"Sure nobody ever recognises me," says Jessie Buckley. "I'm always scurrying around London under a hat and looking like a homeless person."
She laughs: “I’m incognito.”
That is unlikely to remain the case. The cheerful, chatty, Kerry redhead is currently appearing in BBC's big-budgeted adaption of Wilkie Collins' novel The Woman in White and is shooting Judy, a biopic chronicling Judy Garland's last days, starring Renee Zellweger.
“We’re in the middle of it all. I’m up at 5am every morning and back at 9 o’clock at night and I’m just getting through it day to day,” says Buckley. “But it’s still an amazing experience. I have such a girl-crush on Renee. She’s completely incredible. I’ve fallen massively in love with her.”
Next April, she'll appear alongside Robert Downey Jr and a hugely starry ensemble in The Voyage of Doctor Doolittle. She can tell us that she's one of the live action stars, but not much more.
"I think I'll get in trouble if I say anything. But I got to hang out with Jim Broadbent. And we pretended to be clowns for a week. So that was great fun."
Buckley makes an enduring impression as Moll, a complicated young woman, in Michael Pearce's atmospheric British thriller, Beast. The much-admired drama sees the stifled Moll fall for Pascal (Johnny Flynn), a rabbit-hunting outsider who may or may not be a serial killer. More intriguingly, Moll, who is simultaneously delighted and outraged by her family's disapproval of Pascal, may or may not want him to be a serial killer.
“From the moment I read the script I had a gut reaction to Moll,” says Buckley. “There were so many possibilities in the story and who this woman could potentially be. We limit ourselves. We’re told to act and behave in certain way from birth. And she’s having none of it. There’s a rebelliousness about Moll. She is questioning everything about what we are and can be as people. Even the scary, dark parts. So working on her character was constantly surprising.”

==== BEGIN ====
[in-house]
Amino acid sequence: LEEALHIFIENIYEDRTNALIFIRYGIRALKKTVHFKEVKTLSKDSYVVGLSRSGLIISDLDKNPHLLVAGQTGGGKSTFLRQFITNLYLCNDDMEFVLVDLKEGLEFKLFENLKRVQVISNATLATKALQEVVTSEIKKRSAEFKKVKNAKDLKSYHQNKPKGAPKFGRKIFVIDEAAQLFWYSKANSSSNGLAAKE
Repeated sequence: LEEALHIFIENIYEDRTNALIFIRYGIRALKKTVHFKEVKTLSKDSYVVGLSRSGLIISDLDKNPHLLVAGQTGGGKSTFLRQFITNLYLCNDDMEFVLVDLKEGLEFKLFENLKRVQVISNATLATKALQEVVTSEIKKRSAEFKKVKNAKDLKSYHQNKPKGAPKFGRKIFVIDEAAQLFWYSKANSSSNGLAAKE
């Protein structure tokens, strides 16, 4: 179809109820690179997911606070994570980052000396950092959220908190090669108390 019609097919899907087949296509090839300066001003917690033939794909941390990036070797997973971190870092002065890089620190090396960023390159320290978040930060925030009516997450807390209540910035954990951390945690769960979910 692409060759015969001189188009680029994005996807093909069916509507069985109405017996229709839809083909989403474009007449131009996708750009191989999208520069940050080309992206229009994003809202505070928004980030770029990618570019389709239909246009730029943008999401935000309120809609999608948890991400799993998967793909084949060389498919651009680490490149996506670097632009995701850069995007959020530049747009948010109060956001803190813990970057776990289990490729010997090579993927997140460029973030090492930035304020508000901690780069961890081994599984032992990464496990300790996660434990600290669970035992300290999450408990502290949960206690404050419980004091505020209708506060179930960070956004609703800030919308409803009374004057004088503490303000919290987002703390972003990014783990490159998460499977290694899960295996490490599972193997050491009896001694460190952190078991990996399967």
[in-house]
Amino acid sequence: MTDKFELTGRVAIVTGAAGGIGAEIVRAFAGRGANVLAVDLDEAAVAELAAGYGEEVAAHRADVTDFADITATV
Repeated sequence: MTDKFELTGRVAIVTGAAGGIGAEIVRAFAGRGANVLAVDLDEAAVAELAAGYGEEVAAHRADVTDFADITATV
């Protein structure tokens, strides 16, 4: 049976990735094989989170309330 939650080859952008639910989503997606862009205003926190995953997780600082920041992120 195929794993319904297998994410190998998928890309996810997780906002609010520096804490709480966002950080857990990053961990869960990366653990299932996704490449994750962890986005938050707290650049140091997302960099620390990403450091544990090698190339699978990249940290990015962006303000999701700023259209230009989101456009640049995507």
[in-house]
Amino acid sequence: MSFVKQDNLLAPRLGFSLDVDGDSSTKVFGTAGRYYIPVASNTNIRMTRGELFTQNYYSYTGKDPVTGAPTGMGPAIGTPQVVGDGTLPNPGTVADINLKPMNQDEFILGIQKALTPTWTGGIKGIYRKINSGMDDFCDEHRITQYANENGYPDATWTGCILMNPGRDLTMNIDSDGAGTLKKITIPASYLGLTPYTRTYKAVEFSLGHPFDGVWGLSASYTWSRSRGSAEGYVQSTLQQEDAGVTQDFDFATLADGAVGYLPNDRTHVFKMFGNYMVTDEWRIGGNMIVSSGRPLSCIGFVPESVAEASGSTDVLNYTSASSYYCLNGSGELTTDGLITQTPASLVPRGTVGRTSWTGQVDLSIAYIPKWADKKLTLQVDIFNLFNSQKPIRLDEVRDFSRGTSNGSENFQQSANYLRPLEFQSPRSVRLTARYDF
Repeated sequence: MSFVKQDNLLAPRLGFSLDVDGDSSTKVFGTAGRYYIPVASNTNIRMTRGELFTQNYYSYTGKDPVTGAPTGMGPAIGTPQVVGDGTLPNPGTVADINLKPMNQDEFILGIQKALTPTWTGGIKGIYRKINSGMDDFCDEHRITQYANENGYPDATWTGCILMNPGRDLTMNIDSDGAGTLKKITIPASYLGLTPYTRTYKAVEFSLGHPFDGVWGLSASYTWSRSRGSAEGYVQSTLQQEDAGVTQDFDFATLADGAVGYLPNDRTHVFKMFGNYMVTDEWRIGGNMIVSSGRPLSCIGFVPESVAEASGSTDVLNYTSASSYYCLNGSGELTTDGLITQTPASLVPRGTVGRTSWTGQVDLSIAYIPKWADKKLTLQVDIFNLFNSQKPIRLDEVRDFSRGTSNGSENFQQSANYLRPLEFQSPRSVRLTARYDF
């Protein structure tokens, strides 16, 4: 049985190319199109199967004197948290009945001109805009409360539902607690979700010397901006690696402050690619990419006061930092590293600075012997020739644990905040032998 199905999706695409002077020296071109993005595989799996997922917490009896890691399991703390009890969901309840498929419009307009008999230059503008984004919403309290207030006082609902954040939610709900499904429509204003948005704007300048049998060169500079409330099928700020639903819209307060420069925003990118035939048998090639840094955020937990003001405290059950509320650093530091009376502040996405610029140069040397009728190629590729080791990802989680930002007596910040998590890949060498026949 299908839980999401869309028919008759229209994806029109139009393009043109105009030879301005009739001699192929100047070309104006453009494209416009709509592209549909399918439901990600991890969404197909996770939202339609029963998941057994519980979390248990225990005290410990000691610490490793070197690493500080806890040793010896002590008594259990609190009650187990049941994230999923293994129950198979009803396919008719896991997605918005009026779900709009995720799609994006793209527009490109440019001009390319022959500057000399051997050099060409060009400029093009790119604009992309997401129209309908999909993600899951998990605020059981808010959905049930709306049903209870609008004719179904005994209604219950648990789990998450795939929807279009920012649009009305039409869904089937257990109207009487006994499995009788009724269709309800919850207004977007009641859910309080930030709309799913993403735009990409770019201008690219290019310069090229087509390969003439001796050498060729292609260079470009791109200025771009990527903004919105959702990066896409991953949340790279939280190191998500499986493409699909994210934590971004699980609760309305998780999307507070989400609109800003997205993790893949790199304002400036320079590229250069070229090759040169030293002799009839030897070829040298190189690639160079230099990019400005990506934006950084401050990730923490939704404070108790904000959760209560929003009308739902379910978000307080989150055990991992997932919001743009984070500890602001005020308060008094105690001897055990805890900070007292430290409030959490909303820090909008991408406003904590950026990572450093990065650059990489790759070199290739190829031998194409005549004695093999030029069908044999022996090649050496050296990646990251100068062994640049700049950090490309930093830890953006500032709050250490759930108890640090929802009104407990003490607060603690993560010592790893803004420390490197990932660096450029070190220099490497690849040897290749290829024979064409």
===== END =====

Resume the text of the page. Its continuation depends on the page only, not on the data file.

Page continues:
Beast was shot in Jersey, where writer-director Michael Pearce grew up. The insularity of the location adds to the ratcheting, Hitchcockian tensions of the drama.
“I grew up in Killarney so I’m used to a certain wildness but there’s a unique feeling about Jersey,” says Buckley. “Like the characters, it’s a kind of outcast of an island. There are disused German bunkers from the second World War. It has this mad elemental quality but it’s a tax haven so there’s a very conservative mind-set and Waitroses left, right and centre.”
Beast marks Buckley's big-screen debut, a bow that is cause for great excitement in her native county.
“It’s a bit frightening,” she says. “My local cinema has fought really hard to get this on to the screen. I’ve never had anything in a cinema before. My God!”
Buckley first came to public attention as an 18-year-old with a big voice and bigger personality in I'd Do Anything, BBC's 2008 search for a new talent to play Nancy in a London West End stage revival of Oliver. She was Andrew Lloyd Webber and Cameron Mackintosh's favourite to win, but she finished in second place in the public vote. She stayed on in London, regardless, and soon landed a role in an off-West End revival of the Stephen Sondheim musical A Little Night Music.